A fractured version of the fairy tale The Princess and the Pea, Once Upon a Mattress made a Broadway star of Carol Burnett in 1959, and Burnett re-did it as a TV movie in 2005, this time playing the villainous Queen Aggravain. It features the only really notable musical score written by Mary Rodgers, the daughter of the great composer Richard Rodgers of Rodgers and Hart and Rodgers and Hammerstein fame. Though it doesn’t rise to any of the heights of that Rodgers lineage, Once Upon a Mattress is a good example of how a second-tier musical show from over fifty years ago can look and sound awfully first-rate today.
This is a musical that is old-fashioned in its structure and in some of its attitudes, but Rodgers’s tuneful music and the clever lyrics by Marshall Barer still have vitality and some bite. That bite is at the forefront in this current production of the show from Transport Group because of the inspired casting of downtown curmudgeon Jackie Hoffman as Princess Winnifred, the role originated by Burnett, and John “Lypsinka” Epperson as Queen Aggravain. The highly original performances these two give entirely justify this production, and the comic choices they both make are very strange and mysterious. In between the huge laughs they get, you have to wonder why Hoffman chooses to emphasize a certain word in a line, or why Lypsinka chooses to make a certain crazy frozen face as punctuation for another line.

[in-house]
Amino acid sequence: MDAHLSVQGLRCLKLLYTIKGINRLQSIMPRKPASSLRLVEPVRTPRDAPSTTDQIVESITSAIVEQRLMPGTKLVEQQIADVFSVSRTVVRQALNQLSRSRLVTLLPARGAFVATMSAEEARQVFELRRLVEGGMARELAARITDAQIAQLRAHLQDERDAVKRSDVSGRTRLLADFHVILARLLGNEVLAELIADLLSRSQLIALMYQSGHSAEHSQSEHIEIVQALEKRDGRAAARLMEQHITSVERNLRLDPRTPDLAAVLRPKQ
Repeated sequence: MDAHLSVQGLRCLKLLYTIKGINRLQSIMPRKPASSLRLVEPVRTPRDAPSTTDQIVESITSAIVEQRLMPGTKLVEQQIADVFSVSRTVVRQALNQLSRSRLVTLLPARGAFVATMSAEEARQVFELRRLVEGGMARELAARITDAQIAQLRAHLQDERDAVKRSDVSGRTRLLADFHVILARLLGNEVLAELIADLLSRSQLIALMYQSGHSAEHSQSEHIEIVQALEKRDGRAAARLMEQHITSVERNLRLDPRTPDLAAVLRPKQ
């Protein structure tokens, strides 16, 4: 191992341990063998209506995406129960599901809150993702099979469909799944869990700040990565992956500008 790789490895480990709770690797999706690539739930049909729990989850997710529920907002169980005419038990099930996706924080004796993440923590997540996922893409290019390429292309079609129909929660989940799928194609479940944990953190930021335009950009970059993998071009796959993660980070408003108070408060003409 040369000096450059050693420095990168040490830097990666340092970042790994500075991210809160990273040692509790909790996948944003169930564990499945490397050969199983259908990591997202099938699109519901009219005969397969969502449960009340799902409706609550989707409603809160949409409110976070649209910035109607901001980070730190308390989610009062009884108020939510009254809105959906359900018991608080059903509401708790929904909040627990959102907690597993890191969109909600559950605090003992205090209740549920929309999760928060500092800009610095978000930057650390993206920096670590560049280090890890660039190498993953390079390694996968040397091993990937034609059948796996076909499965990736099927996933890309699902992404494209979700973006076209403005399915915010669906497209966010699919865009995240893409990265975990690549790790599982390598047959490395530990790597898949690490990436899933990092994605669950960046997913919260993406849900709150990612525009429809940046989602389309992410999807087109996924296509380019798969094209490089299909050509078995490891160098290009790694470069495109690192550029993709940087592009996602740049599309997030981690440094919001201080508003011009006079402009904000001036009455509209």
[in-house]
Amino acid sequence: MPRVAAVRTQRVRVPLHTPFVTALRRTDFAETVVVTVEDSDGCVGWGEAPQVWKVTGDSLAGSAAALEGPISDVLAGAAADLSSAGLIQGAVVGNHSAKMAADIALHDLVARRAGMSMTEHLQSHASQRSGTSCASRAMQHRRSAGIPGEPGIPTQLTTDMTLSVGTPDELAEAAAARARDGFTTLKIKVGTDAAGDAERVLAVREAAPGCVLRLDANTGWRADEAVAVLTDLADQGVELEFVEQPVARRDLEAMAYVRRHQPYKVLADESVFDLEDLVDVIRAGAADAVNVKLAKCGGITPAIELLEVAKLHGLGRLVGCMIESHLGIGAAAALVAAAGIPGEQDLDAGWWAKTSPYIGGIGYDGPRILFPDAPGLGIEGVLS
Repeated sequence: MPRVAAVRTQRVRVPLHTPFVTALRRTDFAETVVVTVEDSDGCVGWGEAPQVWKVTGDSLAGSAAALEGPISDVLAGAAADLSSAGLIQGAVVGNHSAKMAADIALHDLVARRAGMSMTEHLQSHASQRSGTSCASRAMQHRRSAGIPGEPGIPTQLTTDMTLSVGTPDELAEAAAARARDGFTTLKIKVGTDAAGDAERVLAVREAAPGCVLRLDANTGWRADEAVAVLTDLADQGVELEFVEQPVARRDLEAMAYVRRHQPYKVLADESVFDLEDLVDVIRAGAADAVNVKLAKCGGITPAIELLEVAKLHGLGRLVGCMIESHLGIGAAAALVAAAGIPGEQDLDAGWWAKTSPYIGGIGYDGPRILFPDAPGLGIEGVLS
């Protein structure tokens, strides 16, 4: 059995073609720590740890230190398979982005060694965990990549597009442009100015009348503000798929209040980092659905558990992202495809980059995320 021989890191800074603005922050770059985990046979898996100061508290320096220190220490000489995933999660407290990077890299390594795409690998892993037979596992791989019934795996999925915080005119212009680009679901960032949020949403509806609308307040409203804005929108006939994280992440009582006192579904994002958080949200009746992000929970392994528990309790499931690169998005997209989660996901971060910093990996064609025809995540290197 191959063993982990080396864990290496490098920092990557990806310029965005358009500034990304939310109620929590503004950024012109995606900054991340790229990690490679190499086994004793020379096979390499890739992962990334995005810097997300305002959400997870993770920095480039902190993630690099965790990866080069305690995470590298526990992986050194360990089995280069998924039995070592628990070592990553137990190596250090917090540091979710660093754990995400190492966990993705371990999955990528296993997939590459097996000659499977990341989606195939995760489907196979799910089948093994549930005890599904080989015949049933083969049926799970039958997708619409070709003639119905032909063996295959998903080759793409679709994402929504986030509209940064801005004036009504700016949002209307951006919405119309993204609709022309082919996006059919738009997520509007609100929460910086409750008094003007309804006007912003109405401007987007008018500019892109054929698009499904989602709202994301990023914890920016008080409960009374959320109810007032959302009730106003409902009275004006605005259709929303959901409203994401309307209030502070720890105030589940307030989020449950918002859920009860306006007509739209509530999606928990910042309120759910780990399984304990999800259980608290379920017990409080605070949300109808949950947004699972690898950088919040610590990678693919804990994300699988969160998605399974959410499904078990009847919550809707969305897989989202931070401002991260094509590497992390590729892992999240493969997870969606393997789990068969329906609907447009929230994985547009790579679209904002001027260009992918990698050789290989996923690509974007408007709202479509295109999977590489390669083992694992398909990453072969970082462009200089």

Hoffman and Lypsinka are doing comic work so delightfully bent and so perfectly finished that they barely notice or need audience response. Hoffman puts over the most famous number in the show, “Shy,” with all the old-time comic oomph of Burnett herself, and seemingly without trying too hard; even when Hoffman howls she seems laidback. She can be more than a little much when she is unconstrained in a role on stage, but here Hoffman hones her vocal and facial ideas down to a bare minimum while Lypsinka goes berserk in a frieze-like but carbonated way that cannot be easily explained. The work Lypsinka does here with just wrists and hands alone could take a whole review to describe; not since the heyday of Maggie Smith has anyone made their wrists so comically expressive on stage. The casting of Lypsinka as the Queen partly solves the problem of the dated “Mom-ism” theme at the center of the book for this musical because Lypsinka always works in such a complex area of female presentation and exposure. The pressure placed on the female character Lypsinka plays is always visible under all of her learned mannerisms, the broad “a” of her speech, and the drive for power that clearly comes from a place of near-total powerlessness.
The other roles are colorfully played by the rest of the cast. Hunter Ryan Herdlicka makes for an attractive and strong-voiced narrator, and though David Greenspan is a bit miscast as the mute king this is almost worth bearing with just to get to the way he explodes with speech, in an old-time vaudeville way, at the very end. Don’t miss the curtain call, where Lypsinka craftily manages to display some leg.